2021, Volume 17
Performance and biological response of middle-power under hyperbaric hyperoxic conditions in judo athletes – pilot studies
1Faculty of Health and Sports Science, University of Juntendo, Chiba, Japan
Author for correspondence: Toshihiro Takezawa; Faculty of Health and Sports Science, University of Juntendo, Chiba, Japan; email: firstname.lastname@example.org
Background and Study Aim: Judo athletes are required to compete at maximum performance for 4-5 min in most competitions. In addition, various energy supply mechanisms are used in judo because it requires a proper combination of complex and competition-specific muscle strength due to its competitive characteristic. However, considering the competition-time glycolysis, middle-power is thought to be the main mechanism that is utilized. In recent years, hyperbaric oxygen therapy (HBO), which is useful for recovering physical function, has been reported as a training device. Although no effect has been observed in high-power training, performance is shown to be significantly improved in 30-s middle-power training. Therefore, we set up 60-s middle-power training, similar to a judo match, under normobaric normoxia (NN) and hyperbaric hyperoxia (HH) environments. The purpose of this study is knowledge about the performance of judo athletes and them biological response of a normal pressure, normal oxygen environment (normobaric normoxia, NN) and hyperbaric high oxygen environment (hyperbaric hyperoxia, HH) while exerting middle-power for 60 seconds.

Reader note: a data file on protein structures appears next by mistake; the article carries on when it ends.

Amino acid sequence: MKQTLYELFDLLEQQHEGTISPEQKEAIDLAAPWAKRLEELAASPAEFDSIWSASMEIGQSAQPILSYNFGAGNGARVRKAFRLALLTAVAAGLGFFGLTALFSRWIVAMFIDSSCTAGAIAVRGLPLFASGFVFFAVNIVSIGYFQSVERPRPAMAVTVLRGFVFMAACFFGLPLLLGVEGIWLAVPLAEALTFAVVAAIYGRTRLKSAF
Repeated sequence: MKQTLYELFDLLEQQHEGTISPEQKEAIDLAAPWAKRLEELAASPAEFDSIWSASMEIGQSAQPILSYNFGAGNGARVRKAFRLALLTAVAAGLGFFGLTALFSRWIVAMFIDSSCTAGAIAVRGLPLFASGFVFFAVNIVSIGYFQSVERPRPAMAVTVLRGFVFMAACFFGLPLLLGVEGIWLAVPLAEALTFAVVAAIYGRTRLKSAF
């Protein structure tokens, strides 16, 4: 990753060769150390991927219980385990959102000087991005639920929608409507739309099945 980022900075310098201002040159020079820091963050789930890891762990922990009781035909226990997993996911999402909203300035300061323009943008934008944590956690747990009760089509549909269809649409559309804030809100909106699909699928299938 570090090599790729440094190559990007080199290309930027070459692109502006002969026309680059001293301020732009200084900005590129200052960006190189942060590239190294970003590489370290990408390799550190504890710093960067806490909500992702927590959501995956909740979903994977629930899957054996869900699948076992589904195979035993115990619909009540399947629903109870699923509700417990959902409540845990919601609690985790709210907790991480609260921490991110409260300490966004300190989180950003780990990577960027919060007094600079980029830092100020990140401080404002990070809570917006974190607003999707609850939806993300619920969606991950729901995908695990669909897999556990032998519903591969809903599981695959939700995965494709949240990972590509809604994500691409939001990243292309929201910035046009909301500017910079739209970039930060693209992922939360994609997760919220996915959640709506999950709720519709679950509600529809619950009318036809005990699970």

Material and Methods: This study targeted 10 participants. The measurement items were average work (watt) and peak rotation speed as performance indexes, and body weight, heart rate (HR), the blood lactate concentration, and peripheral oxygen saturation (SpO2) as physiological indexes.
Results: Performance exhibited under HH conditions was higher than that under NN conditions because the average total work amount was significantly higher in the HH group with no decrease in peak rotation speed.
Conclusions: Considering the suppression of the exercise-associated decrease in oxygen saturation, and the maintenance of the oxygen utilization capacity of the body at a high level under HH conditions, it is highly possible that HH contributes to higher performance.
Key words: specific hypoxic chamber, judo match, exercise load experiments, training